It’s 2019 and John Shaft has taken up residence inside the historic building that’s owned by the New York Amsterdam News—can you dig it?

The 1970s hard-as-nails cop-turned-enforcer is back seeking justice his way. Fast forward. The times are changing (again) and the generational differences in the Shaft family tree are apparent, but for John Shaft (Samuel L. Jackson) that’s no reason to lose any sleep. He’s never been anyone but Shaft (can you dig it?) and in this reboot of a reboot, he brings the ’70s fire and that bravado and irreverence that still carry a mighty punch.

To date, there have been five Shaft movies spread over nearly a half-century, in addition to a (failed) TV series, and that longevity is due to the power of the character that Richard Roundtree created so long ago. Isaac Hayes, who performed the theme song from “Shaft” at the 1972 Academy Awards and took home an Oscar, in no short measure helped to shape the character as well. The words to his song made it clear what Shaft was about from the very start, describing him as “the private dick that’s a sex machine to all the chicks,” lyrics that made many people blush then and now and a conversation starter (then and now) on how Black men are perceived. Still, there is something about a Black man in charge (so to speak) that brings the audiences back and, in this new installment, we have three Shaft men from three generations hitting the streets to dish out justice with

brutal effectiveness.

The screenplay, written by the prolific television writer Kenya Barris (“Black-ish”) and Alex Barnow (“The Goldbergs”), created alchemy with a perfect balance between old and new social attitudes. They hit the proverbial bull’s-eye that allows the old characters to be themselves (to let loose) and deliver such witty trash talk that you just want to close your eyes and listen to the “fast-as-a-bullet” banter.

Spoiler alert is forthcoming. Actor Richard Roundtree—the original John Shaft who made the 1971 film such a hit—is back. He breathed such life into that character that two sequels followed along with a short-lived TV show (that Roundtree says is “too painful to think about”). Then Jackson teamed with the late John Singleton in 2000 and brought the character back to the big screen and now, under director Tim Story, we find three Shaft men back in action.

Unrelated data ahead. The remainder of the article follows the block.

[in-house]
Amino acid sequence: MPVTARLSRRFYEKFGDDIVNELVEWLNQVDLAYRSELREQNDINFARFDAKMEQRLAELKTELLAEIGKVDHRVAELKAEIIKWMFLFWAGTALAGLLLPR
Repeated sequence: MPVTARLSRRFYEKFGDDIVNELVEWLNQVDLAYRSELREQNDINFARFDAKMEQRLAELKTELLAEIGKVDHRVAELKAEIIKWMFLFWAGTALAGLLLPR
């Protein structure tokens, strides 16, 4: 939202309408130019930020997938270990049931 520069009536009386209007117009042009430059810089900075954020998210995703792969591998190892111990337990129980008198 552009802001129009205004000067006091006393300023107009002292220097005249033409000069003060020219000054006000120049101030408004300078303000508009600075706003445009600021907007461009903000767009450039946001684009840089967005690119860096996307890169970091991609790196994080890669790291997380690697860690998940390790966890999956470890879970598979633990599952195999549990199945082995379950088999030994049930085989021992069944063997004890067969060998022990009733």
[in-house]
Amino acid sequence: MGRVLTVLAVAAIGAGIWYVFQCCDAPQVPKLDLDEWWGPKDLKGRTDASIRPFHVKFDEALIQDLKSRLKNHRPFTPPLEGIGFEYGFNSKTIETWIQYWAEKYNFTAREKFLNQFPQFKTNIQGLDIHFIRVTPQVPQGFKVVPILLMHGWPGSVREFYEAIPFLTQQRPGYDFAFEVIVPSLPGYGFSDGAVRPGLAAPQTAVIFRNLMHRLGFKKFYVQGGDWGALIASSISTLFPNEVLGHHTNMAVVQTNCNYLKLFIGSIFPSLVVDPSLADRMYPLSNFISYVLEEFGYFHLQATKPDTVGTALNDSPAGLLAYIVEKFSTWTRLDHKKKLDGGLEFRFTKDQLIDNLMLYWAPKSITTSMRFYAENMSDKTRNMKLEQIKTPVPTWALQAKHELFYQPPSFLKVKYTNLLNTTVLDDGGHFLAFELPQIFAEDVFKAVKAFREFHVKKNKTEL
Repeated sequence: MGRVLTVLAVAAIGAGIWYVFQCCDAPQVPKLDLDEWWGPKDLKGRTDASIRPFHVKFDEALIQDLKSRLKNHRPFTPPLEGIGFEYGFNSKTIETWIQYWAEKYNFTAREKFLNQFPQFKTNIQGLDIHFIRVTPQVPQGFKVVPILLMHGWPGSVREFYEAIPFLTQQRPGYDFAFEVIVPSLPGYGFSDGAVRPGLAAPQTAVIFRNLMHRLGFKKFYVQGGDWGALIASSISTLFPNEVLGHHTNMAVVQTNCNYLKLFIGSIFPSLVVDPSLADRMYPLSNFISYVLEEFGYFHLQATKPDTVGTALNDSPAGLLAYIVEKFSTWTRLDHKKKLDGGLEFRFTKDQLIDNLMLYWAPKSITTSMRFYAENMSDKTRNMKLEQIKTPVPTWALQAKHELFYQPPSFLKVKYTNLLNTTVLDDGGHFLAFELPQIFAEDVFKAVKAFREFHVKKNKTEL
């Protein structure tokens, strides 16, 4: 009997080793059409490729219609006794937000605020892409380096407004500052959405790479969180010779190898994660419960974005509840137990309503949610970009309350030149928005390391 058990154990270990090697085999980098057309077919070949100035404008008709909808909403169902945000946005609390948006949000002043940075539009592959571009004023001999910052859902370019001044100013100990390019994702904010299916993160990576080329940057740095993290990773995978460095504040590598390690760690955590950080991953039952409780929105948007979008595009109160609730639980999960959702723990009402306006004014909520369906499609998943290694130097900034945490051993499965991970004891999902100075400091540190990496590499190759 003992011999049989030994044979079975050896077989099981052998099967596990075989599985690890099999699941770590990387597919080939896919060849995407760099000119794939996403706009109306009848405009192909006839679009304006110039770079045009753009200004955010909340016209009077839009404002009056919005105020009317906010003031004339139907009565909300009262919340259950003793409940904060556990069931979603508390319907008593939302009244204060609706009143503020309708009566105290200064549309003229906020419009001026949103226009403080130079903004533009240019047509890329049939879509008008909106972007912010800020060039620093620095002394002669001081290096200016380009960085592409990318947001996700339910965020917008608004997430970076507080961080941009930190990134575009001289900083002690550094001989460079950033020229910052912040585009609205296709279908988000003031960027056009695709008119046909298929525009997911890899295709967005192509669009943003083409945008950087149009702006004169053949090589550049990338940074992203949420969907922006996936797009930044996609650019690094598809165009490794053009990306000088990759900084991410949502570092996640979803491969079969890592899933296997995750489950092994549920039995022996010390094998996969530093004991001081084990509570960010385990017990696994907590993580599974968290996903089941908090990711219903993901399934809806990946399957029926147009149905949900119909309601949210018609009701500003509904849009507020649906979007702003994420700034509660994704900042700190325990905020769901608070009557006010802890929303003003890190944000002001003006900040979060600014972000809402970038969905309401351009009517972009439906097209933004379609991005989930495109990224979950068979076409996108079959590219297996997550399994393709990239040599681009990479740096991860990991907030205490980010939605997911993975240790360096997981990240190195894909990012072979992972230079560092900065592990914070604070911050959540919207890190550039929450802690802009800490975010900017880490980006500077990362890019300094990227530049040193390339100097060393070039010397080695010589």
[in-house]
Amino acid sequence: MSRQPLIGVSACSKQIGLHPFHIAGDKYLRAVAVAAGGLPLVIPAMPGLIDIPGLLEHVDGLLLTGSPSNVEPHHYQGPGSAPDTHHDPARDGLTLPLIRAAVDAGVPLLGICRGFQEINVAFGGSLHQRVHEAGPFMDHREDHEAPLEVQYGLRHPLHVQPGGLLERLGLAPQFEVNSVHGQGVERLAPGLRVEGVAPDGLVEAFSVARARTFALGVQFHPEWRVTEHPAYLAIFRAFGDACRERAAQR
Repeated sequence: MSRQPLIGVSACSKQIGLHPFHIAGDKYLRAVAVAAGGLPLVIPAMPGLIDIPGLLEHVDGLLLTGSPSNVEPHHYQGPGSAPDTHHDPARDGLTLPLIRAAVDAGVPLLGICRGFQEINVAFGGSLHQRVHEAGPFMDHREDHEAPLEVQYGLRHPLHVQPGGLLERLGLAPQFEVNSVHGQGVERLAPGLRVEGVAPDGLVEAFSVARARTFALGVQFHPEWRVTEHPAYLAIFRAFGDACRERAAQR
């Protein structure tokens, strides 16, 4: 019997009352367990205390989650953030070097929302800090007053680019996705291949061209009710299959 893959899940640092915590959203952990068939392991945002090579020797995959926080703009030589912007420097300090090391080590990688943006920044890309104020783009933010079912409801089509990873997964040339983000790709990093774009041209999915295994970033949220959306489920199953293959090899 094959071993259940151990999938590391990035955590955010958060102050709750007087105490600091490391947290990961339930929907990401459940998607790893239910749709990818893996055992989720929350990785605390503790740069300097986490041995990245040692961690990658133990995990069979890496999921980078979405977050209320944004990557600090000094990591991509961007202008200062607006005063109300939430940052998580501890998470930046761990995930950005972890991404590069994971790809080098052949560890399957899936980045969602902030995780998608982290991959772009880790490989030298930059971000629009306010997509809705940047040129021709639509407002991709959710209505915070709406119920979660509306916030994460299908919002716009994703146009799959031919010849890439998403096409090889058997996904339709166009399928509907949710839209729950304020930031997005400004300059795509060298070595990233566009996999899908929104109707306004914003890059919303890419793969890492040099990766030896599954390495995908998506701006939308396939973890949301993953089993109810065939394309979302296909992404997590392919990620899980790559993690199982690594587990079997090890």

We begin with Shaft’s son, recent, wide-eyed MIT grad John Jr., or J.J. (Jessie T. Usher), who works for the FBI, and whose view of women and the culture makes him more mindful of the words that come out of his mouth.

The father (old school) and son (new school) dynamic and dialogue stem from culture clash (more like a comedic sonic boom) especially on the subject of women (kind vs. inconsiderate) and law enforcement (legal vs. not-so-legal). This modern odd-couple vibe is what makes this version of “Shaft” special. It allows the filmmakers to have it both ways, highlighting the vulgarity, adding nudity and violence (R-rated) while never missing a beat in including the modern views of a younger generation offering the old guys new options, and suggesting it’s never too late for an old dog to learn new tricks.

J.J. is just getting to know Shaft, since father and son were separated by his mother in an effort to keep her son far away from the violent side of Shaft’s life. They are drawn together on a tricky murder case that may involve a New York mosque as well as a new charity called Brothers Helping Brothers.

J.J.’s mother Maya (Regina Hall, exceptional) was the love of Shaft’s life but left him to help her son grow up, safe, so the news that her son has finally met his father is not exactly welcome. Now working for the by-the-book FBI, J.J. doesn’t approve of his father’s wild style of justice, and even shies away from guns.

The screenplay shines in the dialogue (superlative) but the plot is weak (yawn) and typical (double yawn), and some of the B characters could have been left out completely, but I return to the power of the dialogue because it’s just so good that you forgive those tiny issues. Example: we know that John Shaft tosses up the n-word like confetti, but in this version J.J. lays his feelings on the table, saying, “Don’t use the n-word.”

As father and son get to know each other they begin to appreciate one another, and the big shoot-out near the top of a very tall high-rise is satisfying.

Seventy years young (Black don’t crack, wink), Jackson is perfect (per usual) delivering his lines like no other. Roundtree (76) enters the fun in act three making the perfect complement with Usher (26) representing the youngest iteration of Shaft—and the legend continues.